While the kids waited patiently, returning to the snake book for another careful look, grandma sewed on the eyes and tied the end of the tails tightly with ribbon.


The kids made their final choices for the ribbon body bows that put the finishing, wild touch on each of their new pets.








Sure, our snakes are beautiful, but are they smart? We introduced them to the alphabet, making sure they knew, at the very least, how the letter "s" sounds!

Here we are! Our snakes are smart and cute, and so are we! But is our snake festival over? Oh, heck no! When grandma comes back in two days, she'll bring part II of this epic event tucked inside the ample pockets of her huge "grandma bag!" We're gonna make ourselves a wonderful reptilian lunch and an art project that I've promised will rate at least a 20 on a "scale" of 1 to 10!  Please sidle on back next week so you can decide for yourself if we succeeded at that happy task!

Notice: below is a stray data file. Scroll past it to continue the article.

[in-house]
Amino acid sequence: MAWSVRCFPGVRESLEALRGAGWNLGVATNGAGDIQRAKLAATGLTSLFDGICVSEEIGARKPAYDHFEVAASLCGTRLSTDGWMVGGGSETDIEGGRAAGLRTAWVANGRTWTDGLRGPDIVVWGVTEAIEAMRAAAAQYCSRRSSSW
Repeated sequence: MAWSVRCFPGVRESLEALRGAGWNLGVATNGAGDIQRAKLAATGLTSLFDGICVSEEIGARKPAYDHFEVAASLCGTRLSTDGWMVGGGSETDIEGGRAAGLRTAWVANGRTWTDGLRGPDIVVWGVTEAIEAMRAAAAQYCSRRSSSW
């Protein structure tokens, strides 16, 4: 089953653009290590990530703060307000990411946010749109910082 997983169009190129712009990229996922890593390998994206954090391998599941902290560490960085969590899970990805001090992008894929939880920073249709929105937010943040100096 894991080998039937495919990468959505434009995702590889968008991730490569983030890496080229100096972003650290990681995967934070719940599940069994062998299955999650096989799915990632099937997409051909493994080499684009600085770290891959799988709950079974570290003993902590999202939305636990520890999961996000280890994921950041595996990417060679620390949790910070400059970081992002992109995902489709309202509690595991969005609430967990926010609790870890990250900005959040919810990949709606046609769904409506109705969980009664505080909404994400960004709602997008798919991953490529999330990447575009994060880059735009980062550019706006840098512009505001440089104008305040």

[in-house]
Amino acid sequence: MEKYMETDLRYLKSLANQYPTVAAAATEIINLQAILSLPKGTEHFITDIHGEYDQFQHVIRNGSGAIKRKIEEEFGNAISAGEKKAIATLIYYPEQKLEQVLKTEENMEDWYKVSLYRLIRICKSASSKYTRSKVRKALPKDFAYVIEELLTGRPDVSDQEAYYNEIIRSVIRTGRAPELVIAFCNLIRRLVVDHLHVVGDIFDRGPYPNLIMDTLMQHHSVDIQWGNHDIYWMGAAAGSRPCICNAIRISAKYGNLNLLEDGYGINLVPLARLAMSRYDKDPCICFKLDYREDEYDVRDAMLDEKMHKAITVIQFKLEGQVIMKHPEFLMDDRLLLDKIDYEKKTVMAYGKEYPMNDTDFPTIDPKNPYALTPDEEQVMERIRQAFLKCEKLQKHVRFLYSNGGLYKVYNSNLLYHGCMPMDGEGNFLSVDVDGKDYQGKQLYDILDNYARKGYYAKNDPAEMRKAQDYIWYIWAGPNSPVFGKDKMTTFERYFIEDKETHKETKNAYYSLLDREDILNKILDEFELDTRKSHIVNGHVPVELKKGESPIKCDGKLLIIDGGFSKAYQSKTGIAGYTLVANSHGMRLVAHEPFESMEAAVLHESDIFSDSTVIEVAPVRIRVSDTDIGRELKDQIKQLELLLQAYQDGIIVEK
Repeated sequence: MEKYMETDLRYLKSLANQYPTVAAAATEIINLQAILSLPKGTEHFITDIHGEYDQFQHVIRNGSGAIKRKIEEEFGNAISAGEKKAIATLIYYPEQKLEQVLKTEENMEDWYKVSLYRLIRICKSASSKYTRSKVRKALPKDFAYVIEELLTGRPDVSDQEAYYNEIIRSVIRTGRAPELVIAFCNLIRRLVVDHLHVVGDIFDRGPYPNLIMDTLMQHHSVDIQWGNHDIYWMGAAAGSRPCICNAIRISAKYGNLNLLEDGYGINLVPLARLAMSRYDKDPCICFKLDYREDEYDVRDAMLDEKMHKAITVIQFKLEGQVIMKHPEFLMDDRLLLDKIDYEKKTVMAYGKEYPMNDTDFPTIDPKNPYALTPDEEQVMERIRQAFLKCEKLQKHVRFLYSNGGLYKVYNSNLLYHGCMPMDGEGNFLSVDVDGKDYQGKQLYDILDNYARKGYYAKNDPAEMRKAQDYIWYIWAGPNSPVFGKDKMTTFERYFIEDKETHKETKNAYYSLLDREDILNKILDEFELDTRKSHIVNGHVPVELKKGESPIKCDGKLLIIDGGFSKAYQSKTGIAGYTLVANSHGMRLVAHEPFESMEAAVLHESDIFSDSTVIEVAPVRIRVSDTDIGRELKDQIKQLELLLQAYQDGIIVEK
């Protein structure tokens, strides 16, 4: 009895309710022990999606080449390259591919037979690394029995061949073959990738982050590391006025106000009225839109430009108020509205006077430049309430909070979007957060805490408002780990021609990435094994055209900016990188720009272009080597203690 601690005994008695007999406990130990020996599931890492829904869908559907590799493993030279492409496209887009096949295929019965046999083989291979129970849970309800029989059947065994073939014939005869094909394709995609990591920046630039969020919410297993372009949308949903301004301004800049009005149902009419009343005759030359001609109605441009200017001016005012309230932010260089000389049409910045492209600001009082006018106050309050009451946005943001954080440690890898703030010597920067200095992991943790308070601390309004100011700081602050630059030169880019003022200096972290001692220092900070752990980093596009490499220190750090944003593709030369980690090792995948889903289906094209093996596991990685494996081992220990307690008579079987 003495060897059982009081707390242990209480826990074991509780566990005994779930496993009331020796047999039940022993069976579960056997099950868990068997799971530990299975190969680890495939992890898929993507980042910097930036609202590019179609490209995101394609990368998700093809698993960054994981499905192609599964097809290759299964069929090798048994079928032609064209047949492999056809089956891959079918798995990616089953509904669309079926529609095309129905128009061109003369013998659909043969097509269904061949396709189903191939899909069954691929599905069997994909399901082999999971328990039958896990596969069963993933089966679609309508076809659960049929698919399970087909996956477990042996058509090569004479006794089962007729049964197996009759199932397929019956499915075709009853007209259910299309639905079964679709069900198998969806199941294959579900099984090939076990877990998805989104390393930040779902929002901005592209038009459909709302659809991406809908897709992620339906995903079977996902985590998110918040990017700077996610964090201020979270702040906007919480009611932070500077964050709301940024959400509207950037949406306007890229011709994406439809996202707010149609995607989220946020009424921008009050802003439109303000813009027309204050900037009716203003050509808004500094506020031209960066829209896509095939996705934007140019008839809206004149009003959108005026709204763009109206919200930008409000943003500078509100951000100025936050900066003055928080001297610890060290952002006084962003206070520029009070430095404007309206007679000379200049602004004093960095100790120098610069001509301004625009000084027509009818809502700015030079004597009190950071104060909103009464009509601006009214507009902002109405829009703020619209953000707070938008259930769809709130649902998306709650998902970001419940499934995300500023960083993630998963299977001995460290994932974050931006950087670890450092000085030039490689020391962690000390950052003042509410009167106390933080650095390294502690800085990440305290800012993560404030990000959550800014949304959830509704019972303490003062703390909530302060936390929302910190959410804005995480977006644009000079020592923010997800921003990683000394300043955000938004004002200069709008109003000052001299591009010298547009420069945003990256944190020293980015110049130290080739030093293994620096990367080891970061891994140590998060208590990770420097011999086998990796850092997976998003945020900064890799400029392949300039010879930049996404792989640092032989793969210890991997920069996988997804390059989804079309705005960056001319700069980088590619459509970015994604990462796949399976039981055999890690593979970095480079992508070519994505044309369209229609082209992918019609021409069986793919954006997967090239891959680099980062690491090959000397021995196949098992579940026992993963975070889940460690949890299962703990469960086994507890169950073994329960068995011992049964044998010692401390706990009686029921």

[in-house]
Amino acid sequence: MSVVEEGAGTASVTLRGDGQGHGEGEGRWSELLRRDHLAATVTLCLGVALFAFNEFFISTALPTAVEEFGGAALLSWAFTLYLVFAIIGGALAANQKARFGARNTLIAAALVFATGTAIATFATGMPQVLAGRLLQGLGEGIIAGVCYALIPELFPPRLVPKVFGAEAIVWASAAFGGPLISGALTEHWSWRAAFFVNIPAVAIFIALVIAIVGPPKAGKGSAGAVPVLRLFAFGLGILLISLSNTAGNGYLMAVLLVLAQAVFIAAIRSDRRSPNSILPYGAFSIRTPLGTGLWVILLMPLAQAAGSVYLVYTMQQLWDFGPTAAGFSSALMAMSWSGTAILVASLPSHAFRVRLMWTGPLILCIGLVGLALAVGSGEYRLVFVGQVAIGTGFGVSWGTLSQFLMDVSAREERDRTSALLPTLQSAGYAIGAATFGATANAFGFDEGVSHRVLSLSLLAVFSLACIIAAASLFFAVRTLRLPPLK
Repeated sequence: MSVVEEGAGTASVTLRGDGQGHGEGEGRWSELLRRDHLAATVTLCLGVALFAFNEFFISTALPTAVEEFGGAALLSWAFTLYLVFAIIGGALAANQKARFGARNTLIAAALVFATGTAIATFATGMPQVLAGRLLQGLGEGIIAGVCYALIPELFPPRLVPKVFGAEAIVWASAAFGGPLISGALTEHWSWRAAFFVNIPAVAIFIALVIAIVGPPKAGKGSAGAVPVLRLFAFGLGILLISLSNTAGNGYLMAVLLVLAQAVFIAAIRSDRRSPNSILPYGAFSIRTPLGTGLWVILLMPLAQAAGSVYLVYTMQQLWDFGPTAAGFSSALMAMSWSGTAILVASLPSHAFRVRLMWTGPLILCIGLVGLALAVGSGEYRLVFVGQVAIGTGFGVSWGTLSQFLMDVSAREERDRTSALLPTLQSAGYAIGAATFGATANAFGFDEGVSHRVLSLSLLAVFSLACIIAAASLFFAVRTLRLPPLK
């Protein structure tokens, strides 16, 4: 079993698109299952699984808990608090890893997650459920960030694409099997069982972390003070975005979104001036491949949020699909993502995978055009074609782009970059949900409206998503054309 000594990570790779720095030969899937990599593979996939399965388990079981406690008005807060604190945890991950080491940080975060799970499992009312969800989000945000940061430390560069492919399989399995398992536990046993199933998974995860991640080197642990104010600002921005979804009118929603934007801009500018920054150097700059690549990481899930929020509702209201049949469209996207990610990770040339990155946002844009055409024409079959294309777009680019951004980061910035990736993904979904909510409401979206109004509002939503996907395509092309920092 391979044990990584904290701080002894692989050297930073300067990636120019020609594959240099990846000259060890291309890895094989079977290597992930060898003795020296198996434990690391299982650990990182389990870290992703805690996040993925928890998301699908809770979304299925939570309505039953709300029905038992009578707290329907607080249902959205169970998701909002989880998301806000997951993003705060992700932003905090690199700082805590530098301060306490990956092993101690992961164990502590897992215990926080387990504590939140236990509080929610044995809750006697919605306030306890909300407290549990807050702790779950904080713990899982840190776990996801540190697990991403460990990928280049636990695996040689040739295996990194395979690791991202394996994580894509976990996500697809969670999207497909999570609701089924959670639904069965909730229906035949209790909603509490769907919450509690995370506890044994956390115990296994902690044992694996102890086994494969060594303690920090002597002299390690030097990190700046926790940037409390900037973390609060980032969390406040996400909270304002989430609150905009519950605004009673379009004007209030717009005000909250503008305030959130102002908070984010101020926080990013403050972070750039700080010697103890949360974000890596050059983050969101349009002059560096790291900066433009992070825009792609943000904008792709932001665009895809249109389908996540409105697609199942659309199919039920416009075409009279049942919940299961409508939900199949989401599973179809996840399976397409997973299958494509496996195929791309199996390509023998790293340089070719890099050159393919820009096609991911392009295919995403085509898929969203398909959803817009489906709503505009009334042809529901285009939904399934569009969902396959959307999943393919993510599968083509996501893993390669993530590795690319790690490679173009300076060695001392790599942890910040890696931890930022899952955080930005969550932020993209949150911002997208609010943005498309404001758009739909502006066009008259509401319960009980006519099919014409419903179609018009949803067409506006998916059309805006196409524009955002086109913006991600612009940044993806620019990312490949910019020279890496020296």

Best Moment of the Week: Mommy overheard Nick (center) introducing his new pet to one of his twin baby sisters. Looking at it fondly, he sweetly said, "I love my snake!"
Awww! And you know what, Nick? I love YOU too...and your brother on the left, and your cousin on the right!




Stuffed Snake Instructions






















Here's what you'll need to make one snake:

Fleece fabric, 1/6 yard (6"x 60")
2 large buttons
2 wiggle eyes and Gorilla glue (both optional)
Polyester stuffing
Wood dowel for poking stuffing down the tube
Ribbon scraps:
  • narrow (1/2" or 5/8") : 12" for tying tail end closed and 10" for tongue
  • wide (1.5") : 36" length for body bows (4) or 18" for body ties (4)
Sewing machine and supplies:
  • scissors, pins, strong thread, needle, marking pen for light fabric, white chalk for dark
Snake pattern - see instructions below



This project is not for children under 3 years old due to choking hazard from buttons.

1. Draft a pattern by tracing a 5" circle (snake head) on paper. Add a 4" x 22" body to back of head. Cut pattern out.

2. Fold fleece in half horizontally, right sides together. Center pattern on top, pin and trace it with marker. Note that head is placed at fold.